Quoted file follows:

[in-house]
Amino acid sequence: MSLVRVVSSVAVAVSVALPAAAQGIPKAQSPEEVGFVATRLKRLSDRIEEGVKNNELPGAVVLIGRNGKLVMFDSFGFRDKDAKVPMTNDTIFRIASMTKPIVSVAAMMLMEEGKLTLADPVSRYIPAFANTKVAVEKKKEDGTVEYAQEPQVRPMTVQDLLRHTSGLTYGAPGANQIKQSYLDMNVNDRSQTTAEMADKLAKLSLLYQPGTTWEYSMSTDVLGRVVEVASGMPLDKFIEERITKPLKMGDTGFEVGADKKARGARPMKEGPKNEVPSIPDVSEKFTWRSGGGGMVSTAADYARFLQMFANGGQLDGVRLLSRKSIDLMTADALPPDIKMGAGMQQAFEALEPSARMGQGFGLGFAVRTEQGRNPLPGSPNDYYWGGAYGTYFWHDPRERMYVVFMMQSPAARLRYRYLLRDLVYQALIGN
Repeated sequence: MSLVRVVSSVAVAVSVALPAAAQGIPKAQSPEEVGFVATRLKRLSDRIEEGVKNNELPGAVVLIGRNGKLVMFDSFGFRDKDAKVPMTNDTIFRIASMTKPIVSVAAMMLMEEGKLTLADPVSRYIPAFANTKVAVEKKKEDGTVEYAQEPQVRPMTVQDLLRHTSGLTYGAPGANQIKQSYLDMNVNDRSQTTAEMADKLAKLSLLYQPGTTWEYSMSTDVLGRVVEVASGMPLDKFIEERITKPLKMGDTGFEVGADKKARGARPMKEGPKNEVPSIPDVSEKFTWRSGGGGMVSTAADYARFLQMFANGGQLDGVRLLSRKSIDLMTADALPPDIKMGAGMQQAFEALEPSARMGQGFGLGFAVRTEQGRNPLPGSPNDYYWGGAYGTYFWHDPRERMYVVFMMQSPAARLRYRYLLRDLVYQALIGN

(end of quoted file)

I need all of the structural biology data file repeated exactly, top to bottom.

[in-house]
Amino acid sequence: MSLVRVVSSVAVAVSVALPAAAQGIPKAQSPEEVGFVATRLKRLSDRIEEGVKNNELPGAVVLIGRNGKLVMFDSFGFRDKDAKVPMTNDTIFRIASMTKPIVSVAAMMLMEEGKLTLADPVSRYIPAFANTKVAVEKKKEDGTVEYAQEPQVRPMTVQDLLRHTSGLTYGAPGANQIKQSYLDMNVNDRSQTTAEMADKLAKLSLLYQPGTTWEYSMSTDVLGRVVEVASGMPLDKFIEERITKPLKMGDTGFEVGADKKARGARPMKEGPKNEVPSIPDVSEKFTWRSGGGGMVSTAADYARFLQMFANGGQLDGVRLLSRKSIDLMTADALPPDIKMGAGMQQAFEALEPSARMGQGFGLGFAVRTEQGRNPLPGSPNDYYWGGAYGTYFWHDPRERMYVVFMMQSPAARLRYRYLLRDLVYQALIGN
Repeated sequence: MSLVRVVSSVAVAVSVALPAAAQGIPKAQSPEEVGFVATRLKRLSDRIEEGVKNNELPGAVVLIGRNGKLVMFDSFGFRDKDAKVPMTNDTIFRIASMTKPIVSVAAMMLMEEGKLTLADPVSRYIPAFANTKVAVEKKKEDGTVEYAQEPQVRPMTVQDLLRHTSGLTYGAPGANQIKQSYLDMNVNDRSQTTAEMADKLAKLSLLYQPGTTWEYSMSTDVLGRVVEVASGMPLDKFIEERITKPLKMGDTGFEVGADKKARGARPMKEGPKNEVPSIPDVSEKFTWRSGGGGMVSTAADYARFLQMFANGGQLDGVRLLSRKSIDLMTADALPPDIKMGAGMQQAFEALEPSARMGQGFGLGFAVRTEQGRNPLPGSPNDYYWGGAYGTYFWHDPRERMYVVFMMQSPAARLRYRYLLRDLVYQALIGN